- Site Title (the name of the website)
- Username (a username for website administrator – only letters & numbers)
- Password (you can enter a password or go with the suggested one)
- Your Email (In case you forgot your password or receive important notifications)
The last part on this screen is a checkbox titled “Search engine visibility”. If you want your website to be found by search engines, then leave this empty. If this is a secret website, you can check it so search engines don’t index the website on the search results page. Although they usually do it anyway.
With all information entered, click on the “Install WordPress” button to begin the installation. Depending on the web hosting configuration, it might take up to a minute. However, It really takes longer than 10 seconds.
Upon completion, you’ll see the following screen telling you the installation was successful.
Your website is ready now and you can access the dashboard or website homepage. To visit the WordPress dashboard (or control panel) click on the “Log In” button.
You can access the WordPress dashboard anytime by typing “wp-admin” following the site domain and URL. For example, if your website domain is “www.Domain.com”, then “www.Domain.com/wp-admin” is the URL to access the WP dashboard.
WordPress dashboard is the control center or control panel of your website, where everything is located to change website settings, add posts, install plugins, change themes, and many more.
The WordPress dashboard is only visible to you or anyone with the username & password.
Now, if you go to your website homepage (www.Domain.com for example) you’ll see what visitors see (a.k.a. frontend).
This is the actual website where posts, pictures, menus, and other elements are visible to everyone accessing your website.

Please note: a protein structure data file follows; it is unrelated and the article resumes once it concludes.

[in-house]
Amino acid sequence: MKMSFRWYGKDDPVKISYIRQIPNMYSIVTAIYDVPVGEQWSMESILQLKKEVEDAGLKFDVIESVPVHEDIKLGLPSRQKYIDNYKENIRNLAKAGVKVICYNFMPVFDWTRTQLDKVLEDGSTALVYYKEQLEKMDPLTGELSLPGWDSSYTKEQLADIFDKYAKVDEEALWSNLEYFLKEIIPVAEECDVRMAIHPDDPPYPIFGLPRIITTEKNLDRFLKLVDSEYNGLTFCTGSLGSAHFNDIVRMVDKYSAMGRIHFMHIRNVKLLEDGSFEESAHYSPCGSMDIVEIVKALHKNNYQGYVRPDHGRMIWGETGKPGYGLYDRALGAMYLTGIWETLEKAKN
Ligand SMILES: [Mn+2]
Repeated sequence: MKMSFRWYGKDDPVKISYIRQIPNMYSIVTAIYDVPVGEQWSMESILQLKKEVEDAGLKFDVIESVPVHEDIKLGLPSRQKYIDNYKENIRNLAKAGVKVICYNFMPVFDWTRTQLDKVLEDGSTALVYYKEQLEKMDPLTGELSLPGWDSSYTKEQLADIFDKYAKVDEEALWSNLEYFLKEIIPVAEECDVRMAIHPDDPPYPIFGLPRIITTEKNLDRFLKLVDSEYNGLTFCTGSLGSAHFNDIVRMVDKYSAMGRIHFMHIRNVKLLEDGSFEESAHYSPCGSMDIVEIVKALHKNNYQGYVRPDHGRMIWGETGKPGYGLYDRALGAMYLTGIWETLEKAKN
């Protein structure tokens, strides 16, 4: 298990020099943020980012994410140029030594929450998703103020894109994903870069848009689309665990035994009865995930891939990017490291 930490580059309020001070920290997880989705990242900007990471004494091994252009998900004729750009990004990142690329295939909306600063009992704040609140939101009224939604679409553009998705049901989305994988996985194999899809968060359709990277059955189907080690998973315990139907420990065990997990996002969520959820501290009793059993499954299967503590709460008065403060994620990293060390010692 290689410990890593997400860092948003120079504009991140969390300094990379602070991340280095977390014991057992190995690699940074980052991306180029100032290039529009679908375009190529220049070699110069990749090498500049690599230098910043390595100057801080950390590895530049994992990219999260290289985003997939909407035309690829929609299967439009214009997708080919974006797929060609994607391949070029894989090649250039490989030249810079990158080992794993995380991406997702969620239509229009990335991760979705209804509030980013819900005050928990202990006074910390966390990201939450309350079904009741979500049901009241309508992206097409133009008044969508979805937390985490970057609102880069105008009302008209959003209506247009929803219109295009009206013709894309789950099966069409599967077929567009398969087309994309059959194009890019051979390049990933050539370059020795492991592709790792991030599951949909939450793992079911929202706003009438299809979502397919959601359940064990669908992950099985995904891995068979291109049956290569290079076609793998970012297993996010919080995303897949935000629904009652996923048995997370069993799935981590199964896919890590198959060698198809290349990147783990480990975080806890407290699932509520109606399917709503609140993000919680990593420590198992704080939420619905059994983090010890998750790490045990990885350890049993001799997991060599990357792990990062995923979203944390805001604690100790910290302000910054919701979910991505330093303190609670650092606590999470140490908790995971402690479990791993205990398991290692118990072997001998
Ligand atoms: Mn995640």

Potential Errors During Installation
If you follow this guide step by step, it is highly unlikely to encounter any problems during installation. But some may see the following error, usually at the first step of the installation (selecting language).
To fix this issue, you just have to check the following items and make sure they are correct both on web hosting as well as WordPress files.
- The database name is correct on web hosting and the “wp-condig.php” file
- The username & password are correct on web hosting and the “wp-condig.php” file
- Make sure “-sample” is removed from the “wp-condig.php” filename.
- The database and user are connected on the web hosting control panel
- Make sure the connected user to the database has all privileges
- All files were Zipped and completely uploaded & extracted on “public_html”
- Make sure the web hosting database is located on localhost by asking the hosting provider, otherwise, change the value in the “wp-condig.php” file.
If you still get this error, which is really rare after all checkups, let’s start from the top and follow all steps more carefully. If the problem persisted, there might be some problems with the hosting provider. Send them a message and ask them about it.
To wrap up this post, let’s see what we learned throughout this article. First, we talked about what WordPress is and why it is a popular site builder among more than 40% of all websites on the internet. We also learn the difference between WordPress.org and WordPress.com (blog service).
Next, we took a dive into WordPress plugins and themes that allow us to add any feature we like or change the looks of our website, make it a personal blog, business website, eCommerce store, or even a social network website. The benefits and limitations of using WordPress as the site’s content management system (CMS) were discussed as well.
Afterward, we started learning how to install WordPress on a web hosting connected to a domain name. The guide in this article is step-by-step and everyone can follow it to install WP on any common web hosting control panels without any knowledge of coding or programming.
The installation starts by downloading the WordPress files, preparing them, creating a database, uploading the files, and finally installing WordPress. We also talked about how to access the WordPress dashboard where all settings and controls for making the website are located.
In the end, we talked about the most common error one may encounter during the installation and measures to take in order to fix the issue. That’s the entire story of WordPress and its installation process, and that’s about it.